Maribel Patiño was born in California to Mexican parents who immigrated to the United States from a small rural town in Teloloapan, Guerrero. With less than a sixth-grade education, Maribel’s parents sought the American Dream in the same way that many Mexican immigrants had done before them: through agricultural farm work. It was in Lamont, California, a small community composed primarily of migrant farmworkers, that Maribel also began to work in agriculture to help her family put food on the table—but witnessing the adverse health effects of the industry became the foundation for her career aspirations as a physician-scientist.
Maribel enrolled at the University of California, Berkeley where she majored in molecular and cell biology with an emphasis in neurobiology. She conducted her honors thesis in the lab of Professor Daniela Kaufer studying the relationship between traumatic brain injury and epilepsy. Maribel graduated with high distinction and was awarded the department’s I.L. Chaikoff Memorial Award. She went on to work at the University of Pennsylvania in the lab of Professor Edward B. Lee through the NIH Postbaccalaureate Research Education Program, studying the role of a repeat expansion mutation in the development of neurodegenerative diseases.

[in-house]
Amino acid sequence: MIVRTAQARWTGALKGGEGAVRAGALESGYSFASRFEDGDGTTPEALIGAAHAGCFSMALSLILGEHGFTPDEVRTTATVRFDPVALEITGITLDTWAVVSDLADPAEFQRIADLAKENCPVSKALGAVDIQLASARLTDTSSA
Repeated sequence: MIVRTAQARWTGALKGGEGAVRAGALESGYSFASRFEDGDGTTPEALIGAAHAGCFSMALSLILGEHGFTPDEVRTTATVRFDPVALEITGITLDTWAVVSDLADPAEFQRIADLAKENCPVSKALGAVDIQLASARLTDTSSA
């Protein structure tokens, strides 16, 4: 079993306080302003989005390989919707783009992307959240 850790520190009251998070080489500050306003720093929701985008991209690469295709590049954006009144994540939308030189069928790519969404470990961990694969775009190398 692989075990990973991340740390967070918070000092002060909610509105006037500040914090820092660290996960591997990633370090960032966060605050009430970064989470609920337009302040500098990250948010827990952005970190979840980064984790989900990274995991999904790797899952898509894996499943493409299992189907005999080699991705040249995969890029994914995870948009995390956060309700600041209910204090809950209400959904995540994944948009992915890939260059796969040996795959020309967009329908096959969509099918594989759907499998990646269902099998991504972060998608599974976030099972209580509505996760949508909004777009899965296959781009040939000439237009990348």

Currently, Maribel is a student in the Medical Scientist Training Program at the University of California, San Diego and is conducting her thesis research at the Salk Institute for Biological Studies in the lab of Professor Edward Callaway. Her research involves developing an innovative circuit mapping technology by combining rabies tracing with single cell transcriptomics and investigating the efficiency of monosynaptic rabies tracing.
Maribel is passionate about increasing and retaining diversity in science and medicine. At UC San Diego she is involved in multiple mentorship initiatives for underrepresented minority undergraduates interested in medicine. She also cofounded Colors of the Brain, a graduate student organization dedicated to increasing diversity in neuroscience.